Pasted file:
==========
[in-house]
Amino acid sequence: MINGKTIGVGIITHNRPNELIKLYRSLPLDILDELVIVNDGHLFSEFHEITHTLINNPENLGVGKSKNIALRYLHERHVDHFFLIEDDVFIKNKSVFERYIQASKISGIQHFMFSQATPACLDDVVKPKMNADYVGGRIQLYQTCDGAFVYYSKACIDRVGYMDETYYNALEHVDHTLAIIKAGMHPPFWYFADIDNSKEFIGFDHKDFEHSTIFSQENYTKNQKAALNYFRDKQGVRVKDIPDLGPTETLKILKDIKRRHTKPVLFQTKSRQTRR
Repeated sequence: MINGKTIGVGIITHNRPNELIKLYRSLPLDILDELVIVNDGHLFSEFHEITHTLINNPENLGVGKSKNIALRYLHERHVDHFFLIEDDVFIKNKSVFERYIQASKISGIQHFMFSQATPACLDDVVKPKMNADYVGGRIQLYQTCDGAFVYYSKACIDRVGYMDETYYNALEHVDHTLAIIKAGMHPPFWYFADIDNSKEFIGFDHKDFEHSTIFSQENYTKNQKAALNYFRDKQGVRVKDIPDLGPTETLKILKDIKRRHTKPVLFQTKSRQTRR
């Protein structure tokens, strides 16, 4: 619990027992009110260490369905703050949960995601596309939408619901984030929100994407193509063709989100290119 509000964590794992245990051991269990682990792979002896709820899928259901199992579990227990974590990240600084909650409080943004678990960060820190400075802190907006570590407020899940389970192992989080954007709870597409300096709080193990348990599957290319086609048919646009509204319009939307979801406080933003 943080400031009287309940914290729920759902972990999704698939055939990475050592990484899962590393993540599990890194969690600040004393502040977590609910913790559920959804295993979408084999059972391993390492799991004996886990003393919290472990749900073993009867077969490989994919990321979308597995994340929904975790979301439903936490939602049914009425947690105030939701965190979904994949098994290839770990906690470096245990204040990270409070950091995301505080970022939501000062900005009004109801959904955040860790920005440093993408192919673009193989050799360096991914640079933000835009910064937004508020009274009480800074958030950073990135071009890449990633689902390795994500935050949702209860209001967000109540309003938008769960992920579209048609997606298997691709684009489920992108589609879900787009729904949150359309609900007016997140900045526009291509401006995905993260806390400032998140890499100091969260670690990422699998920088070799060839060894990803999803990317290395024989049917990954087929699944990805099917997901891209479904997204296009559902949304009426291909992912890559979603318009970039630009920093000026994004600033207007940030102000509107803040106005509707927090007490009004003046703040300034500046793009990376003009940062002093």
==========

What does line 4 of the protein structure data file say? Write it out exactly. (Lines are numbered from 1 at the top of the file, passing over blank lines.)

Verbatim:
């Protein structure tokens, strides 16, 4: 619990027992009110260490369905703050949960995601596309939408619901984030929100994407193509063709989100290119 509000964590794992245990051991269990682990792979002896709820899928259901199992579990227990974590990240600084909650409080943004678990960060820190400075802190907006570590407020899940389970192992989080954007709870597409300096709080193990348990599957290319086609048919646009509204319009939307979801406080933003 943080400031009287309940914290729920759902972990999704698939055939990475050592990484899962590393993540599990890194969690600040004393502040977590609910913790559920959804295993979408084999059972391993390492799991004996886990003393919290472990749900073993009867077969490989994919990321979308597995994340929904975790979301439903936490939602049914009425947690105030939701965190979904994949098994290839770990906690470096245990204040990270409070950091995301505080970022939501000062900005009004109801959904955040860790920005440093993408192919673009193989050799360096991914640079933000835009910064937004508020009274009480800074958030950073990135071009890449990633689902390795994500935050949702209860209001967000109540309003938008769960992920579209048609997606298997691709684009489920992108589609879900787009729904949150359309609900007016997140900045526009291509401006995905993260806390400032998140890499100091969260670690990422699998920088070799060839060894990803999803990317290395024989049917990954087929699944990805099917997901891209479904997204296009559902949304009426291909992912890559979603318009970039630009920093000026994004600033207007940030102000509107803040106005509707927090007490009004003046703040300034500046793009990376003009940062002093």